☆ Read à Ὀρέστεια by Aeschylus ¼ Let good prevail So be it Yet what is good And who is God As many deeply conservative societies have discovered time and time again societies in which there is only one right order and this order is warranted by the highest authorities recognized by the society when change comes, and come it always must, not only do those in power tumble, but the authority of the gods priests, ancestors, laws, whatever the highest authorities happen to be in that society, comes into question New myths, new gods priests, new stories must be told to justify and establish, reassure and mollify the people whose ideological or religious supports have been pulled out from beneath them In the city of Athens during the Golden Age, this was done in the agora the marketplace and in the theaters.
In his lifetime Aeschylus ca 525 456 BCE witnessed the invasion of Attica by huge Persian armies, the bold abandonment of the fortified city of Athens and withdrawal, twice, of the Athenian people behind the wooden walls of the Athenian navy, and the multiple defeats of the Persians and their allies including other Greeks by the hugely outnumbered Athenians and their Greek allies He also witnessed the political transition from tyranny to isonomy to democracy in Athens and the concurrent growth of Athens from just another small, unimportant Greek city state to major power He himself contributed greatly to the transition of Greek tragedy from a religiously inspired performance rite involving a chorus and a single actor to something we his distant descendants can recognize as powerful theater During the transition from tyranny to democracy, when first the middle class essentially landowning farmers and artisans and then the lower class the thetes acquired a direct voice in Athenian politics, political activity was carried out not only in the agora, the popular assembly and the Council of Five Hundred, but it was also performed on stageRemains of the Theater of Dionysus Eleuthereus, where Aeschylus dramas were performedIndeed, the theater was so important in Athenian public life that plays were produced at all the most important public festivals and addressed conflicts troubling the Athenian policy makers the populace flocked to see them and talk about them In 461 BCE the last step to democracy in Athens was initiated with the stripping of all but ritual responsibilities from the Aeropagus, a body of men drawn essentially from the city s aristocracy The lower and middle classes formed the overwhelming majority on the remaining decision making organs of the state and were therefore in power, for a while.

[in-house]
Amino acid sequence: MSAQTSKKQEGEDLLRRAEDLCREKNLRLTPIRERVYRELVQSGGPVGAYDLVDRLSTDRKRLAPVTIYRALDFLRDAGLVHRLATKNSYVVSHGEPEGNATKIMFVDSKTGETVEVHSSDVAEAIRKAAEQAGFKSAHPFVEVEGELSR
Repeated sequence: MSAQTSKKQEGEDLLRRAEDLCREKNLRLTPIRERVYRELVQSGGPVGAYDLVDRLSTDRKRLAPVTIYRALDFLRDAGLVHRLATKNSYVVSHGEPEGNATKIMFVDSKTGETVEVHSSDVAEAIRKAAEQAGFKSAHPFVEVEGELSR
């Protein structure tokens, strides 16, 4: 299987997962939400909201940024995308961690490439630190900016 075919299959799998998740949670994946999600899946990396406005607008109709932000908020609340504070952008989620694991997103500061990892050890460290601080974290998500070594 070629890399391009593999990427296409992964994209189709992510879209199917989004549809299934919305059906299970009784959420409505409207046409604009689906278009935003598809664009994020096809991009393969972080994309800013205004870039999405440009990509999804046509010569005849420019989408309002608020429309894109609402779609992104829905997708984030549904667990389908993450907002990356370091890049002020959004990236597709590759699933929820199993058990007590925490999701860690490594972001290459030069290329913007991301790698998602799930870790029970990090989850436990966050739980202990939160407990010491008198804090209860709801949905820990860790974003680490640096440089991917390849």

Curiously enough, while all this innovation was going on, in Athens one of the most damaging epithets was innovator So the men who willed the demotion of the Aeropagus, led by Ephialtes who was later murdered for his trouble , had to argue that the Aeropagus had usurped its powers quite false and thus the removal of the aristocrats from the center of power was a return to the status quo ante even false but we all know that democratic decision making has precious little to do with the truth The Athenians needed a efficacious justification for this change They also needed a soothing of the many riled spirits brought about in the populace by all these changes In the Oresteia, first performed in 458, Aeschylus did all of this and much, much.
During this Golden Age playwrights wrote trilogies, which were intended, performed and perceived by audiences as coherent wholes The Oresteia is the only one which has come down to us intact The three plays are structured together with both dramatic and ideological intent.
At the end of the Trojan War, Agamemnon returns victorious to his palace But ten years earlier, in order to thwart the will of Artemis and still the fierce winds keeping the fleet on the Greek shore, he had sacrificed his daughter, Iphigenia, and his wife, Clytemnestra, has neither forgotten nor forgiven She slays him horrifically, and now it is their son, Orestes, who is obliged by the received morality to revenge his father by killing his mother High drama and madness ensues, but behind all that excitement is the structure of Aeschylus purpose justify the new order, the new morality.
At the very outset of the trilogy the chorus recalls that even the gods have changed and changed again, from the rule of Ouranos through that of Kronos to Zeus with son killing father before the father could do the same to the son And one cannot be sure of doing the right thing by obeying a god, since the gods themselves disagree about right and wrong Uncertainty has been established perhaps the received ways are mutable.